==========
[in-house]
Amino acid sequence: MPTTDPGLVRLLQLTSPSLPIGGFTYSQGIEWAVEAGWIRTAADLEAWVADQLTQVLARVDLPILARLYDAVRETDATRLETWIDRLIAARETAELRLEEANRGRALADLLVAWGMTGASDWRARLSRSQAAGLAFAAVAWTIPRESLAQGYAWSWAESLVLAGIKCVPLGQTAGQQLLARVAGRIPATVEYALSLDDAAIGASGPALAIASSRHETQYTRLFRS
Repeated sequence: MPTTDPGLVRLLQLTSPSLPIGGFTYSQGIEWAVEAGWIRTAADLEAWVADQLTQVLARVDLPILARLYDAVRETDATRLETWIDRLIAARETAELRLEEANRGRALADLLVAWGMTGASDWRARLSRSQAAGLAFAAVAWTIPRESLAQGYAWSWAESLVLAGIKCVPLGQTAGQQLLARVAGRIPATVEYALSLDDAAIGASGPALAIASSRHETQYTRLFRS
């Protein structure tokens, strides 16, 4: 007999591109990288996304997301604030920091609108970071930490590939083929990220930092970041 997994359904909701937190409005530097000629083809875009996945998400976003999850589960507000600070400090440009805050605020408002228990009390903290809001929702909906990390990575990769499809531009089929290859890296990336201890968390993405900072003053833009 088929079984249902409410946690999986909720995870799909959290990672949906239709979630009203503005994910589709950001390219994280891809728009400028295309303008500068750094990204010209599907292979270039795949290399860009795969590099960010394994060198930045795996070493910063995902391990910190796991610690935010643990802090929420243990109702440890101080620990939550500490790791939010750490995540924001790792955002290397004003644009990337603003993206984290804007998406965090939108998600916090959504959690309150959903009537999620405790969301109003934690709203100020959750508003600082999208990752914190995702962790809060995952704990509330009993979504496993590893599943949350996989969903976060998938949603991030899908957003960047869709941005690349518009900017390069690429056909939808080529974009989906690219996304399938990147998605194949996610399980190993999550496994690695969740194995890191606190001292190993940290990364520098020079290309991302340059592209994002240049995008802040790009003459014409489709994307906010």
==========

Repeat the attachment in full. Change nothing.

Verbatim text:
[in-house]
Amino acid sequence: MPTTDPGLVRLLQLTSPSLPIGGFTYSQGIEWAVEAGWIRTAADLEAWVADQLTQVLARVDLPILARLYDAVRETDATRLETWIDRLIAARETAELRLEEANRGRALADLLVAWGMTGASDWRARLSRSQAAGLAFAAVAWTIPRESLAQGYAWSWAESLVLAGIKCVPLGQTAGQQLLARVAGRIPATVEYALSLDDAAIGASGPALAIASSRHETQYTRLFRS
Repeated sequence: MPTTDPGLVRLLQLTSPSLPIGGFTYSQGIEWAVEAGWIRTAADLEAWVADQLTQVLARVDLPILARLYDAVRETDATRLETWIDRLIAARETAELRLEEANRGRALADLLVAWGMTGASDWRARLSRSQAAGLAFAAVAWTIPRESLAQGYAWSWAESLVLAGIKCVPLGQTAGQQLLARVAGRIPATVEYALSLDDAAIGASGPALAIASSRHETQYTRLFRS
């Protein structure tokens, strides 16, 4: 007999591109990288996304997301604030920091609108970071930490590939083929990220930092970041 997994359904909701937190409005530097000629083809875009996945998400976003999850589960507000600070400090440009805050605020408002228990009390903290809001929702909906990390990575990769499809531009089929290859890296990336201890968390993405900072003053833009 088929079984249902409410946690999986909720995870799909959290990672949906239709979630009203503005994910589709950001390219994280891809728009400028295309303008500068750094990204010209599907292979270039795949290399860009795969590099960010394994060198930045795996070493910063995902391990910190796991610690935010643990802090929420243990109702440890101080620990939550500490790791939010750490995540924001790792955002290397004003644009990337603003993206984290804007998406965090939108998600916090959504959690309150959903009537999620405790969301109003934690709203100020959750508003600082999208990752914190995702962790809060995952704990509330009993979504496993590893599943949350996989969903976060998938949603991030899908957003960047869709941005690349518009900017390069690429056909939808080529974009989906690219996304399938990147998605194949996610399980190993999550496994690695969740194995890191606190001292190993940290990364520098020079290309991302340059592209994002240049995008802040790009003459014409489709994307906010």